I’m in the US right now so have been hearing and watching the remembrances of Mario Cuomo, mainly on NPR and PBS. I respected Cuomo during his years on the national scene (1982-94) but wasn’t a huge fan of his. I wasn’t bowled over by his speech at the 1984 DNC (I thought Jesse Jackson’s was superior) and didn’t see him as the Dems’ messiah for the ’88 and ’92 elections (I supported Dukakis and Clinton, respectively, from the outset in those). But in seeing excerpts from that ’84 speech, plus clips from other speeches and interviews Cuomo gave over the years, I have to say that I’m impressed. What a good man he was. And on all the issues. A good, decent liberal. The best that the Democrats had to offer, then and since. That’s as much as I have to say. R.I.P.
UPDATE: Progressive journalist Al Giordano has a nice personal remembrance of Mario Cuomo, posted on social media (h/t Stephen Zunes)
I first shook Mario Cuomo’s (1932-2015) hand at the age of 14, after he had given a speech at the candidates’ debate of the New Democratic Coalition (NDC), a group trying to bring the New York State Democratic Party to the left. He was 42, the son of immigrants from southern Italy and a native of New York. His mother had been born on the Amalfi Coast, Immaculata Giordano. Cuomo was a candidate for Secretary of State in New York, and curiously devoted most of his speech to making a powerful argument against the death penalty, an unpopular position at the time (he lost the primary election). He had been a community organizer in Queens, first stopping the seizure of people’s homes to build a high school, then halting a gigantic housing project. Although still a young man, he carried himself with the gravitas of the “old school” Italian-Americans of New York. Most of his generation were what we called “juniors,” first- and second-generation immigrants who had assimilated so thoroughly into American culture that their inner compasses didn’t quite know in what direction to point (see Giuliani, Rudy, or even Cuomo, Andrew, for examples of what I mean by “juniors”). But not Mario: he was a “don,” emanating the stigmata of rock-solid leadership of the old ways while applying that archetype to a very liberal, almost dreamy, and very poetic idealism. It’s a combination of substance and style that one rarely sees today.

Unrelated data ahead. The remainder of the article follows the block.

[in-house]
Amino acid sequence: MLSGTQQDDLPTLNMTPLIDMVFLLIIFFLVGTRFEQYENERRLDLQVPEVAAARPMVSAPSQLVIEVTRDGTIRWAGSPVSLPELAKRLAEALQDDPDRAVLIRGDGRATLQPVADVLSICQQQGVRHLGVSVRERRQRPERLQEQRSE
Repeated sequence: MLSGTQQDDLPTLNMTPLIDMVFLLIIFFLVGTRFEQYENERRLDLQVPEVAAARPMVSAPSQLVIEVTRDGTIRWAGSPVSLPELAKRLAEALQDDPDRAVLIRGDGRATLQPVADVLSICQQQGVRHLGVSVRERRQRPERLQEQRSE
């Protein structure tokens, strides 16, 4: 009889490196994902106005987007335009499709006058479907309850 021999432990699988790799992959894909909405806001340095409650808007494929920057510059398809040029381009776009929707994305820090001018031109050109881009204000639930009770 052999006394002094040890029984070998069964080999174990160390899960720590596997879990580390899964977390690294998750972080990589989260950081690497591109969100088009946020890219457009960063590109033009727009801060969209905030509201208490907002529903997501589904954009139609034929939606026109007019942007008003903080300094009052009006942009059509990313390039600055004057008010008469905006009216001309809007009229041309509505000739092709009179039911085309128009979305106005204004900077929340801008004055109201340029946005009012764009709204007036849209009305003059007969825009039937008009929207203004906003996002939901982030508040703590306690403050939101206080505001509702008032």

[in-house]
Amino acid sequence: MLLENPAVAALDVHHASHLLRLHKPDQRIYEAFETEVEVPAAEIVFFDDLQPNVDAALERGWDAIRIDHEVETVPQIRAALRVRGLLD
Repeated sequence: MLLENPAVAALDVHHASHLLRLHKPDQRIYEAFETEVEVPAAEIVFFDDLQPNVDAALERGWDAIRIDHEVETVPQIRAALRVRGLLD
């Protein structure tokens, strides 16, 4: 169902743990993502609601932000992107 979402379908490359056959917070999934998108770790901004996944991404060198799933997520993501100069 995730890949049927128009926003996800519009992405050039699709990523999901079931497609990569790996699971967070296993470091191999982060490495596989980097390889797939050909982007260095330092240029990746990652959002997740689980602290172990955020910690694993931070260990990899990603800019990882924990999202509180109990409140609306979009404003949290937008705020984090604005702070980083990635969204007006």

In 1988 and 1992, millions of Americans hoped he would run for president. I believe to this day that he would have defeated Michael Dukakis or Bill Clinton for the nomination. And US history might have been very different – read: better – as a result. I also believe that, in each of those cycles, Cuomo declined to run because the same ethnicity that was his strength, in a national election, would have led to accusations of “mafia connections” based on the sort of thin gruel that almost every Italian-American New Yorker of his generation had grown up with, or was related to, somebody in the so-called “five families.” Still, his impact on me and countless other Italian-Americans was permanent. He taught by example that one did not have to, that indeed it was undesirable to, follow the dominant paradigm of the era and become a “junior,” which essentially defines a man who goes for the money, or for the easy path, instead of going for broke toward destiny; one who ignores the minutia of detail and principle whenever it does not serve ambition. Juniors do not make good history. They do not leave legacies. Cuomo did both. Ciao, Don Mario…
As for why Cuomo didn’t run for president, it was apparent to me at the time that he wasn’t really interested in the job. He just wasn’t interested in leaving New York to live in Washington.